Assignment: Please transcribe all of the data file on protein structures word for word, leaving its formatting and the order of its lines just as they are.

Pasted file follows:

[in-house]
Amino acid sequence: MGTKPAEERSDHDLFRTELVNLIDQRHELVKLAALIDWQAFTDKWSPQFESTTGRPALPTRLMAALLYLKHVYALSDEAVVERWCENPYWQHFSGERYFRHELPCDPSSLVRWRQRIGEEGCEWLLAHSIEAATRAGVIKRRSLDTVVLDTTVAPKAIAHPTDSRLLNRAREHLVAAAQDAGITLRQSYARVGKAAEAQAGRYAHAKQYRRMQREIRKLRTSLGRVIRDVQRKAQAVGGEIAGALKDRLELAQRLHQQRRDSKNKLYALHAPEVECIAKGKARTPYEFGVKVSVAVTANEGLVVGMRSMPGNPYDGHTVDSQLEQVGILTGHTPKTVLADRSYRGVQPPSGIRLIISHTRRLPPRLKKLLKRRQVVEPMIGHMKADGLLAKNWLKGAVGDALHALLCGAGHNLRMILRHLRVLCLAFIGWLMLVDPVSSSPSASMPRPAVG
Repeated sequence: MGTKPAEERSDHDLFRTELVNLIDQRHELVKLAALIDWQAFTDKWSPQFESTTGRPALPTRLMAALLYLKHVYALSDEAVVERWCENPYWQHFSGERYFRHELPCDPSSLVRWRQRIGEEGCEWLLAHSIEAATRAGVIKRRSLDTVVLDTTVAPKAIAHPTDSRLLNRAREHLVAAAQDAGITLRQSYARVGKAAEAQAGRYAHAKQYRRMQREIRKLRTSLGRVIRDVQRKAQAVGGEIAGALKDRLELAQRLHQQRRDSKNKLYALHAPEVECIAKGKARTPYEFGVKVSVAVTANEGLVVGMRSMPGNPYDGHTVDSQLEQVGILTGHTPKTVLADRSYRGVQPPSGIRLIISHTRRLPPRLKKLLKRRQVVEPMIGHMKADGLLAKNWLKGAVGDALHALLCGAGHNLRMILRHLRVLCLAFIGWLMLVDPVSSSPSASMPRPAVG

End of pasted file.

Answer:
[in-house]
Amino acid sequence: MGTKPAEERSDHDLFRTELVNLIDQRHELVKLAALIDWQAFTDKWSPQFESTTGRPALPTRLMAALLYLKHVYALSDEAVVERWCENPYWQHFSGERYFRHELPCDPSSLVRWRQRIGEEGCEWLLAHSIEAATRAGVIKRRSLDTVVLDTTVAPKAIAHPTDSRLLNRAREHLVAAAQDAGITLRQSYARVGKAAEAQAGRYAHAKQYRRMQREIRKLRTSLGRVIRDVQRKAQAVGGEIAGALKDRLELAQRLHQQRRDSKNKLYALHAPEVECIAKGKARTPYEFGVKVSVAVTANEGLVVGMRSMPGNPYDGHTVDSQLEQVGILTGHTPKTVLADRSYRGVQPPSGIRLIISHTRRLPPRLKKLLKRRQVVEPMIGHMKADGLLAKNWLKGAVGDALHALLCGAGHNLRMILRHLRVLCLAFIGWLMLVDPVSSSPSASMPRPAVG
Repeated sequence: MGTKPAEERSDHDLFRTELVNLIDQRHELVKLAALIDWQAFTDKWSPQFESTTGRPALPTRLMAALLYLKHVYALSDEAVVERWCENPYWQHFSGERYFRHELPCDPSSLVRWRQRIGEEGCEWLLAHSIEAATRAGVIKRRSLDTVVLDTTVAPKAIAHPTDSRLLNRAREHLVAAAQDAGITLRQSYARVGKAAEAQAGRYAHAKQYRRMQREIRKLRTSLGRVIRDVQRKAQAVGGEIAGALKDRLELAQRLHQQRRDSKNKLYALHAPEVECIAKGKARTPYEFGVKVSVAVTANEGLVVGMRSMPGNPYDGHTVDSQLEQVGILTGHTPKTVLADRSYRGVQPPSGIRLIISHTRRLPPRLKKLLKRRQVVEPMIGHMKADGLLAKNWLKGAVGDALHALLCGAGHNLRMILRHLRVLCLAFIGWLMLVDPVSSSPSASMPRPAVG